Events & News

If You Live Long Enough…

If You Live Long Enough…

October 15, 2014 | by Anthony C. Wood, Founder & Chair
Article from the Fall 2014 Newsletter

At long last, it finally happened. After years of waiting, the call I had long hoped for finally came. No, it was not the one about winning the lottery. For decades I have been guided by the firm conviction that at some point in the future, the materials I have accumulated from my past preservation activities would be of interest to posterity. At times, as I have shuttled the growing stacks of bankers boxes containing my preservation files from one makeshift home to another, I have had my moments of doubt. However as a preservation history packrat (turned unofficial archivist in an attempt to justify my behavior) I remained resolute in my belief that these materials would be of value, and frankly I just could not face the thought of tossing these files out.

That phone call validated my preservation hoarding behavior. The subject of the caller’s inquiry was the 1984 effort to save the Rizzoli and Coty buildings on Fifth Avenue between 55th and 56th streets. Preservationists successfully campaigned for landmark designation of these two early-20th-century buildings, one of which housed the Rizzoli Bookstore, when a developer sought to demolish them to make way for an office tower. Many of you may remember one of the key discoveries that helped tip the scales in preservationists’ favor: famed glassmaker René Lalique had designed the cast glass windows spanning the third through fifth floors of the Coty Building. The caller’s interest in this historic event had been triggered by the more recent, failed effort to designate the building on 57th Street that the Rizzoli Bookstore relocated to in 1985. In the aftermath of that unsuccessful attempt, the caller—one of the activists involved in this recent campaign—contacted me looking for information on that first battle of Rizzoli; he had learned of my involvement in that earlier struggle and wondered if I had any materials on it. His goal was to examine both Rizzoli battles to draw conclusions, make observations, and take stock of preservation then and now.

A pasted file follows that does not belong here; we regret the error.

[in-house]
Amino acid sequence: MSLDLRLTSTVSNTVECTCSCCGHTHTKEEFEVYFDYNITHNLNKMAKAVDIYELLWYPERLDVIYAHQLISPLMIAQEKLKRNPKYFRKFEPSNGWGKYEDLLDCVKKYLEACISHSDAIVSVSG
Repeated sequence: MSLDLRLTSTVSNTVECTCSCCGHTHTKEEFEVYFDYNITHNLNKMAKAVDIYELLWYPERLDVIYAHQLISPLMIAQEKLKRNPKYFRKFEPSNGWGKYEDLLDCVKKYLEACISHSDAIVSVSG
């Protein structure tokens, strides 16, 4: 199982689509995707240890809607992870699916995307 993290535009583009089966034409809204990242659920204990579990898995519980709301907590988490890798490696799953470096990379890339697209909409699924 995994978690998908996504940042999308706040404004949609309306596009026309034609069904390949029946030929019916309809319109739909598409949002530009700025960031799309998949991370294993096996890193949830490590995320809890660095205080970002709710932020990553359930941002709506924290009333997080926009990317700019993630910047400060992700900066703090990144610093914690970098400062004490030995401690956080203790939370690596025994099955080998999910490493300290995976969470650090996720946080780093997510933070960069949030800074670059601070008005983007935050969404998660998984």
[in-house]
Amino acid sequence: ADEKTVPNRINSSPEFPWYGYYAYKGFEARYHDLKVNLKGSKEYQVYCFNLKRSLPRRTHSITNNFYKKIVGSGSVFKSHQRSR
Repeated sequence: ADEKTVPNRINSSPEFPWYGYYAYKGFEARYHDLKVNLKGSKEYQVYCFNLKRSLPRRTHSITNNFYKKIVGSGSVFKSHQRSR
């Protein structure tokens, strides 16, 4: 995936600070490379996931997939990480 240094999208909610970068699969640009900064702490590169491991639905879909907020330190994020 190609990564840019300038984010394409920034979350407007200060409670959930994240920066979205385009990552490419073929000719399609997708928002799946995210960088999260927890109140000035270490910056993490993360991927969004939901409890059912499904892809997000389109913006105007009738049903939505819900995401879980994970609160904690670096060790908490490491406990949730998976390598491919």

Some day you or your preservation organization will receive a similar version of that phone call. And when that call comes, will you have what that researcher needs? Time passes quickly. Chances are that inquiry will come before you even have a sense that your current preservation work has become historic. 

Just this August, I opened The New York Times to read a review of an exhibition at the Skyscraper Museum, entitled Times Square, 1984: The Postmodern Moment. The exhibition focused on the Times Tower Site Competition, a design contest organized by the Municipal Art Society in 1984. Could that really have been 30 years ago? Can that event already have become historic and worthy of attention? Yes and yes! For that competition over 550 architects and designers submitted proposals on 30-by-40 inch poster boards, about 20 of which the Skyscraper Museum had located. Three decades ago who could have imagined that this event and the material related to it would be of such interest? That’s just the point –one never knows!  Everything cannot be saved (imagine storing 550 poster boards for 30 years hoping someday someone would do a retrospective). But we can document preservation’s past—luckily it is much easier to do so today—and we can be conscious about what we save and what we throw away.